Concomitantly, even assuming the fact alleged in the first cause of action—that the defendant was unlicensed at the time it performed the work—to be true, the plaintiff is not entitled to recover, on that basis, payments made pursuant to the contract. Accordingly, the defendant's cross motion pursuant to CPLR 3211(a)(7) to dismiss that cause of action should have been granted (see generally Leon v Martinez, 84 NY2d 83, 87)."

Wednesday, June 26, 2019


Bank of Am., N.A. v Shami, 2019 NY Slip Op 04901, Decided on June 19, 2019, Appellate Division, Second Department:

"Notwithstanding the above, CPLR 3215(c) provides that "[i]f the plaintiff fails to take proceedings for the entry of judgment within one year after the default, the court shall not enter judgment but shall dismiss the complaint as abandoned . . . unless sufficient cause is shown why the complaint should not be dismissed." The language of CPLR 3215(c) is mandatory in the first instance, inasmuch as it provides that the court "shall" dismiss the complaint when the plaintiff has not sought a default judgment within the requisite one-year period, as the action is deemed to have been abandoned (see Ibrahim v Nablus Sweets Corp., 161 AD3d 961, 963; HSBC Bank USA, N.A. v Grella, 145 AD3d 669, 671; Giglio v NTIMP, Inc., 86 AD3d 301, 307-308; Kay Waterproofing Corp. v Ray Realty Fulton, Inc., 23 AD3d 624, 625). The statute gives the court discretion only where the plaintiff demonstrates "sufficient cause" as to why the complaint should not be dismissed (Ibrahim v Nablus Sweets Corp., 161 AD3d at 963; see HSBC Bank USA, N.A. v Grella, 145 AD3d at 671). To avoid dismissal of the complaint as abandoned under such circumstances, a plaintiff must offer a reasonable excuse for the delay in moving for leave to enter a default judgment, and must demonstrate that the complaint is potentially meritorious (see Ibrahim v Nablus Sweets Corp., 161 AD3d at 963; Wells Fargo Bank, N.A. v Bonanno, 146 AD3d 844, 845-846; Kay Waterproofing Corp. v Ray Realty Fulton, Inc., 23 AD3d at 625).

Here, the plaintiff took no proceedings for entry of a default judgment within one year following the appellant's default in the action. In claiming otherwise, the plaintiff refers to matter dehors the record, which will not be considered (see Schondorf v Brookville Energy Partners, 303 AD2d 396). Further, contrary to the plaintiff's contention, its conclusory and unsubstantiated assertions that its delay was attributable to compliance with certain administrative orders instituted after the relevant time period, i.e., more than one year following the appellant's default in the action, and waiting for receipt of additional documentation, were insufficient to excuse the lengthy delay (see BAC Home Loans Servicing, LP v Broskie, 166 AD3d 842, 843; HSBC Bank USA, N.A. v Jean, 165 AD3d 632, 634; Wells Fargo Bank, N.A. v Cafasso, 158 AD3d 848, 850; HSBC Bank USA, N.A. v Grella, 145 AD3d at 672).

Since the plaintiff failed to proffer a reasonable excuse, this Court need not consider whether the plaintiff had a potentially meritorious cause of action (see Federal Natl. Mtge. Assn. v Heilpern, 164 AD3d 654, 656; U.S. Bank, N.A. v Dorvelus, 140 AD3d 850, 852)."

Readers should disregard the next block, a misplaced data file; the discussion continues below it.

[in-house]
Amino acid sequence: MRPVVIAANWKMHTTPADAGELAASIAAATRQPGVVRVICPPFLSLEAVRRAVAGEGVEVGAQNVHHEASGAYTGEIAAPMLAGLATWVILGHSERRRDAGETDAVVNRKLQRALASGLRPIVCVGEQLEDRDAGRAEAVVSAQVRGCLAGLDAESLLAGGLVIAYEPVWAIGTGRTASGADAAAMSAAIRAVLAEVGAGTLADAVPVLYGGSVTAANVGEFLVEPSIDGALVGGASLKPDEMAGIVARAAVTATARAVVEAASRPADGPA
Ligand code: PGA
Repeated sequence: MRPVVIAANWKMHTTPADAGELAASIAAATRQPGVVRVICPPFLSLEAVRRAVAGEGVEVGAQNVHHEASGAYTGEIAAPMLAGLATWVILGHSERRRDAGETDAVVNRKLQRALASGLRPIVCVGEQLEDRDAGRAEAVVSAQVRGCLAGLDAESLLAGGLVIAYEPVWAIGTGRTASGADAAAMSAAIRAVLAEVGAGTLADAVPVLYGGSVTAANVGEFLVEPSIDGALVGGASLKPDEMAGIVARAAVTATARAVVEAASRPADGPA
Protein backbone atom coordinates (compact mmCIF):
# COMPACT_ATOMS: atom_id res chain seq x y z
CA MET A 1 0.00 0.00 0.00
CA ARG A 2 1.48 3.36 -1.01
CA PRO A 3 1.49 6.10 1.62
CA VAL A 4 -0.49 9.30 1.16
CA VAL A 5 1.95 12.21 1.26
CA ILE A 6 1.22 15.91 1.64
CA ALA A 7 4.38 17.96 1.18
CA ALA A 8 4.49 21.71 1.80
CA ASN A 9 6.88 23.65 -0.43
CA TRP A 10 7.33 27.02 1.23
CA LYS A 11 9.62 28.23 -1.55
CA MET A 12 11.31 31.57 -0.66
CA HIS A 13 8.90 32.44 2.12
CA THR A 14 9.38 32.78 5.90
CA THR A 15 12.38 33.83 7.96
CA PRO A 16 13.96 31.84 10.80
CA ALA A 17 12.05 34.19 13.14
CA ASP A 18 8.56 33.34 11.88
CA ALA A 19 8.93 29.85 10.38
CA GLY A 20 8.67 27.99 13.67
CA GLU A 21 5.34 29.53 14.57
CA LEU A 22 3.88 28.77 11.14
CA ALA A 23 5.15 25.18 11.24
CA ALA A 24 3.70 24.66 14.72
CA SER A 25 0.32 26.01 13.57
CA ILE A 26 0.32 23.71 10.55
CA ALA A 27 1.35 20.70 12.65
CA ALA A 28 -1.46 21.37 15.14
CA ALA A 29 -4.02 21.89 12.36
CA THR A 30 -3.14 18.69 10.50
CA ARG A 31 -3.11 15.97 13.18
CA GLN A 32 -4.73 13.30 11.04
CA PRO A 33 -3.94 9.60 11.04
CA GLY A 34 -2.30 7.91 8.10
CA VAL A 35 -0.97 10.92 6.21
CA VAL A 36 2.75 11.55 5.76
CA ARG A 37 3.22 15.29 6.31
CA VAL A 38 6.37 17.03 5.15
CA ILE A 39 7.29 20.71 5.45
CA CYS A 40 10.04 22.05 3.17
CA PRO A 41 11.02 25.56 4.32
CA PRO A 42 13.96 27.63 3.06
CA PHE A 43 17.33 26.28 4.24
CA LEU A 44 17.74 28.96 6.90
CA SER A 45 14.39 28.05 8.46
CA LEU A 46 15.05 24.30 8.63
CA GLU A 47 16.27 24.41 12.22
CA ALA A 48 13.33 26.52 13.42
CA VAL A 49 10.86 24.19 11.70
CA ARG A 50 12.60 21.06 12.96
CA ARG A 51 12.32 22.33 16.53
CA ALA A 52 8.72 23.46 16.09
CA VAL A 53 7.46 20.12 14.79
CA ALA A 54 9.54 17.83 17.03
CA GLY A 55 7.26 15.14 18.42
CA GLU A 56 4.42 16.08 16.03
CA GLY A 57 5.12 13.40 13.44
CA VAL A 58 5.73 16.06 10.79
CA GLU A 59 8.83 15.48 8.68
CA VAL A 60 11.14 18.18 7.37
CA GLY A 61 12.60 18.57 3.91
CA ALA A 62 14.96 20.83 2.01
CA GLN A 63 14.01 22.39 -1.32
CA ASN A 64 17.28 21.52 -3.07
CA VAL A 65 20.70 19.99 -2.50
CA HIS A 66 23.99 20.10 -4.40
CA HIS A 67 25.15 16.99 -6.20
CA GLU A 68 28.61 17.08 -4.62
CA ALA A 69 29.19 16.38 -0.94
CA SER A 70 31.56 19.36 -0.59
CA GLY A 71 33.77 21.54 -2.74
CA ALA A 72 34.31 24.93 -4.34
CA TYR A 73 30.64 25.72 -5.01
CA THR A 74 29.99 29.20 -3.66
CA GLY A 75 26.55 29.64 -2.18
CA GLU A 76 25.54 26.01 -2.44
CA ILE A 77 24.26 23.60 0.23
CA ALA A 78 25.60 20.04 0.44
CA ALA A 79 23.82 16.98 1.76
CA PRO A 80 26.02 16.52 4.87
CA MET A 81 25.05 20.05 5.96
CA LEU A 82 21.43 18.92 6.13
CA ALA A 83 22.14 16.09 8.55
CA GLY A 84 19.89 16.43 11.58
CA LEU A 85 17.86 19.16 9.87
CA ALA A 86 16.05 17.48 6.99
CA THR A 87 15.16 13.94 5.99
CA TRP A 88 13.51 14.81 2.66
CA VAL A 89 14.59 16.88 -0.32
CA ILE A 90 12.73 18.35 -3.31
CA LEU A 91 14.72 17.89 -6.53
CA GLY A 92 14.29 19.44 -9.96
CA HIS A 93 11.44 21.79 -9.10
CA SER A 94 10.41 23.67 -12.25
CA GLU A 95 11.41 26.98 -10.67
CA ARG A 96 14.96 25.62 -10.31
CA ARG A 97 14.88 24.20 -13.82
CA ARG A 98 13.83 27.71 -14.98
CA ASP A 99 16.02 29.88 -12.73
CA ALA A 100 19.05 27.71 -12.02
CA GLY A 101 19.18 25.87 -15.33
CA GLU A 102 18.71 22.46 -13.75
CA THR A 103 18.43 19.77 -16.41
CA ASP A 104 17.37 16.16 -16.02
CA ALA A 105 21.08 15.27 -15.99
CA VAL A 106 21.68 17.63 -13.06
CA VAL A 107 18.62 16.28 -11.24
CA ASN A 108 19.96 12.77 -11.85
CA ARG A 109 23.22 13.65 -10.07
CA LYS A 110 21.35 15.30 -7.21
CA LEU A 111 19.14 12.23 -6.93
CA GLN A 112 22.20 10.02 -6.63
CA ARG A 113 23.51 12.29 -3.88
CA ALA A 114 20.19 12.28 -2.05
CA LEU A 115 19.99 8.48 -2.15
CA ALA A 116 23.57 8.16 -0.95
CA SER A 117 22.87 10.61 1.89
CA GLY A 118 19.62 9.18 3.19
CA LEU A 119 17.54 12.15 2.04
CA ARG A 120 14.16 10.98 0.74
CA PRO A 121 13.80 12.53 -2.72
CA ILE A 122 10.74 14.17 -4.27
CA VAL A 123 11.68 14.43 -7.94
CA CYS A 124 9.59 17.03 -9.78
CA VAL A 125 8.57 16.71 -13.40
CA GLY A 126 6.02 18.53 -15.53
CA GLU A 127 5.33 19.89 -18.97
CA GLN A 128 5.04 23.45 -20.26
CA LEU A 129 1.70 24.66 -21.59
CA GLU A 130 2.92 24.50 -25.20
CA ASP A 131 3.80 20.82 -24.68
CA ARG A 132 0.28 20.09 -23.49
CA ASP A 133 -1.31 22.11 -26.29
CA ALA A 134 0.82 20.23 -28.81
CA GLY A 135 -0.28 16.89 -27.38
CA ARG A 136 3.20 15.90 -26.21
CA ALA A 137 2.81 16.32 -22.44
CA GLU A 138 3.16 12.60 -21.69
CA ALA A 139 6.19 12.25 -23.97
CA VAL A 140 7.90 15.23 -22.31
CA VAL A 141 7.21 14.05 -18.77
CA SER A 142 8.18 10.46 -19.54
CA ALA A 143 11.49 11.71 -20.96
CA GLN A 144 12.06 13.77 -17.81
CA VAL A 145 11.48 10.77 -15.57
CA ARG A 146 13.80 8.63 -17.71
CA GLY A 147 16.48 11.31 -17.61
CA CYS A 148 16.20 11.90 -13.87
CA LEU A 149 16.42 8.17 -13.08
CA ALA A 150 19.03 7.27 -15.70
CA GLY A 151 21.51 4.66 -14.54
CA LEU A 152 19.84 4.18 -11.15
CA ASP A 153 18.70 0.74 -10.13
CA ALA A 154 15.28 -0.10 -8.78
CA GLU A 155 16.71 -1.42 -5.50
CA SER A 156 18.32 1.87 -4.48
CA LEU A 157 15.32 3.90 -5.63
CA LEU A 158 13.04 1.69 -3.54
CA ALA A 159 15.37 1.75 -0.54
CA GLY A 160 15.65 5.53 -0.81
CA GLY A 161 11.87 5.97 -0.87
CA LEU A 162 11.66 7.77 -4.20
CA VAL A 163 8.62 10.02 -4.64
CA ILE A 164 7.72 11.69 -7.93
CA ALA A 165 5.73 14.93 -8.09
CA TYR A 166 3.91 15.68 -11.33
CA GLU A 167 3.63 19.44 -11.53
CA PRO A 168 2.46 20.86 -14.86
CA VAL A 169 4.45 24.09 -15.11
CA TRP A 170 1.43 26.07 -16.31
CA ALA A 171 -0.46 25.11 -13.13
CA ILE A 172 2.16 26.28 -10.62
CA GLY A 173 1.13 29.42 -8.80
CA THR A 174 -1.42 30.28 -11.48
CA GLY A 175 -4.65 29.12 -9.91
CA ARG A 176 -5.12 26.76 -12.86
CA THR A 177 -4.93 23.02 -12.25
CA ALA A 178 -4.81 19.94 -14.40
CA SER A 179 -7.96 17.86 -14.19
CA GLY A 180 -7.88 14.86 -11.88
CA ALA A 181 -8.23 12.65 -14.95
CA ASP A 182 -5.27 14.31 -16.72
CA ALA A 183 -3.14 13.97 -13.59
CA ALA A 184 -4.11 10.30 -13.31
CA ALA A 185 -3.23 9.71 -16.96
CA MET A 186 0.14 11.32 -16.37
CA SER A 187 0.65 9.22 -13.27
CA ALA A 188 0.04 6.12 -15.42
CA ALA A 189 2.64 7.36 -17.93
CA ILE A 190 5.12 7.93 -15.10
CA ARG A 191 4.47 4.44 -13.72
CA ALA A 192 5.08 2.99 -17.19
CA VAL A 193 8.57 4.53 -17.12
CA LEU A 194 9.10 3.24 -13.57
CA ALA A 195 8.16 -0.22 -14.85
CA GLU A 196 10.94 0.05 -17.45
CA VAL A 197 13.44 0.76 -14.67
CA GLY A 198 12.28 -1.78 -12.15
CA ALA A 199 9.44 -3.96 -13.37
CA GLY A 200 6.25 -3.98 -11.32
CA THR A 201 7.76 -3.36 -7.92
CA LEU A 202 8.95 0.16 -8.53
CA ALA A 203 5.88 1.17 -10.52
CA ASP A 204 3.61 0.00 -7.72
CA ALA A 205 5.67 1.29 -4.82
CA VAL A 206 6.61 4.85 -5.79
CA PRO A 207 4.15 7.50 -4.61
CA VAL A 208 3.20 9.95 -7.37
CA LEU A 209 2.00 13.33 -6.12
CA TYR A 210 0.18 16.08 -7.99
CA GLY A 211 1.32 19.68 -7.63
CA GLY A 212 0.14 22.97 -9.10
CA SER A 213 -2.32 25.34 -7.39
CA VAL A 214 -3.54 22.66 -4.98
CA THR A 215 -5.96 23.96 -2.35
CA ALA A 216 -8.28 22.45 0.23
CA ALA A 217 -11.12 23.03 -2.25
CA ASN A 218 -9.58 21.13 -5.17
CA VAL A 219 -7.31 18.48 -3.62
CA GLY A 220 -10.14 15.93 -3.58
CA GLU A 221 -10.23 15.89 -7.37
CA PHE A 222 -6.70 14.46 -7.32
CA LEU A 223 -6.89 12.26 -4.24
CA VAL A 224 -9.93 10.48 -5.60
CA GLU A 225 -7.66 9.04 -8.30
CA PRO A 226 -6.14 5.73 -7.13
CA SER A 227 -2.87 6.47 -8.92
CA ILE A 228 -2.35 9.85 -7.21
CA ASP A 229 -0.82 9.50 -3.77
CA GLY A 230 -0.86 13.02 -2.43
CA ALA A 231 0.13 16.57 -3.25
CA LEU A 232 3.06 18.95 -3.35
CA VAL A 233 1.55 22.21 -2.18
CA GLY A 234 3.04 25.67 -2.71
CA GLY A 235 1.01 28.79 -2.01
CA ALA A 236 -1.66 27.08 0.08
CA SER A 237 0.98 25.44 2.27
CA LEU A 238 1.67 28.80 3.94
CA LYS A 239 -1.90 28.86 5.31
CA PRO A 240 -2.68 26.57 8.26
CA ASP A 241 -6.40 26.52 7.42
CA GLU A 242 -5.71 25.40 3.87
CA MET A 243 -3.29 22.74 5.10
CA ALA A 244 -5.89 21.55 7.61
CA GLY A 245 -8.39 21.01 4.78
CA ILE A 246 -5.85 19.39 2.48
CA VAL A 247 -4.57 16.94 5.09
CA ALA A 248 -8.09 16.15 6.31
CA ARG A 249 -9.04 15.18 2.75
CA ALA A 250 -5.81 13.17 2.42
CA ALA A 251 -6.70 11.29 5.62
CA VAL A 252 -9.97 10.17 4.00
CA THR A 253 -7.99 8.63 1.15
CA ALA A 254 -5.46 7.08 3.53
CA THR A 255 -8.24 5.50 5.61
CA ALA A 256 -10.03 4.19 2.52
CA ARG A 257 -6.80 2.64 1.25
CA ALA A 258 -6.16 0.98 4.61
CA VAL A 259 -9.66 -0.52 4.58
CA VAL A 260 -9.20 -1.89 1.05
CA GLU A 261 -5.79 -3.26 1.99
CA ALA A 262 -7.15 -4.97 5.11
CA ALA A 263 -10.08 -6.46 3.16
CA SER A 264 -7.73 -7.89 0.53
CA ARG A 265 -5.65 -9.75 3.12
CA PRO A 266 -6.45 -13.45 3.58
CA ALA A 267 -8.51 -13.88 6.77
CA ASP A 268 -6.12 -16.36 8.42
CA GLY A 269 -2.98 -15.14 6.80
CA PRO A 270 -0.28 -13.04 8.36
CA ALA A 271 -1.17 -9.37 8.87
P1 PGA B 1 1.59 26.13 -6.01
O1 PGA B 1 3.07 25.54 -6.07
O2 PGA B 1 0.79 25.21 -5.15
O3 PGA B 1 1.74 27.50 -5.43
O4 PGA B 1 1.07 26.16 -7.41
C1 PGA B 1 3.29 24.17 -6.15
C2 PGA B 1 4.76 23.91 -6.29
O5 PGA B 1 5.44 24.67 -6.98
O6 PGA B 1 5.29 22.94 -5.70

Tuesday, June 25, 2019


In this case, an investor company bought the property after the homeowner defaulted but before the foreclosure action was begun.

Citimortgage, Inc. v Etienne, 2019 NY Slip Op 03564, Decided on May 8, 2019, Appellate Division, Second Department:

"Turning to the merits, OKL contends that the Supreme Court should not have awarded the plaintiff summary judgment because the plaintiff failed to establish, prima facie, that it gave proper notice to the borrower in strict accordance with RPAPL 1304. However, the borrower is the only mortgagor and the only person named on the note. Although OKL, as the current owner of the subject property, is a proper party to this foreclosure action, as it may be "subject to the mortgage lien and may have [its] rights in the property cut off due to a default on the mortgage" (PHH Mtge. Corp. v Davis, 111 AD3d 1110, 1111; see generally 2 Bergman on New York Mortgage Foreclosures § 12.04), it does not necessarily follow that OKL may properly assert, either in its own right or on behalf of the borrower, any defense that was or could have been asserted by the borrower. Rather, as relevant here, the notice requirements of RPAPL 1304 were enacted for the benefit and protection of borrowers who are "natural person[s]" (RPAPL 1304[6][a][1][i]; see generally Aurora Loan Servs., LLC v Weisblum, 85 AD3d 95, 107). The statutory defense created by RPAPL 1302(2) for noncompliance with RPAPL 1304 is a "personal defense" which could not be raised by OKL, a stranger to the note and underlying mortgage (Greene v Rachlin, 154 AD3d 814, 816; see Ekelmann Group, LLC v Stuart, 108 AD3d 1098, 1100; see also NYCTL 1996-1 Trust v King, 13 AD3d 429, 430; Home Sav. of Am. v Gkanios, 233 AD2d 422, 423; accord Ashkenazy Acquisition Corp. v Rela Realty Corp., 296 AD2d 332, 333; Matter of Lee v Maltais, 250 AD2d 951, 953; Vincent v Seaman, 152 AD2d 841, 843). Accordingly, contrary to OKL's contention, it lacked standing to raise the issue of compliance with RPAPL 1304 as a defense and the merits of that issue are not properly before this Court."

Monday, June 24, 2019


In this case:

"Plaintiffs bring claims under Section 504 of the Rehabilitation Act of 1983 (the "Rehabilitation Act"), 29 U.S.C. § 794, and the Americans with Disabilities Act ("ADA"), 42 U.S.C. § 12101 et seq., alleging that Defendant "failed to protect J.L. from the repeated and frequent bullying which occurred because of his disability on the schools' premises" ("Count One" and "Count Two," respectively). (Compl. ¶¶ 42-60.) Plaintiffs also bring a variety of common-law claims, including negligence, negligent infliction of emotional distress, and negligent hiring and supervision ("Count Three," "Count Four," and "Count Five," respectively). (Id. ¶¶ 61-90.)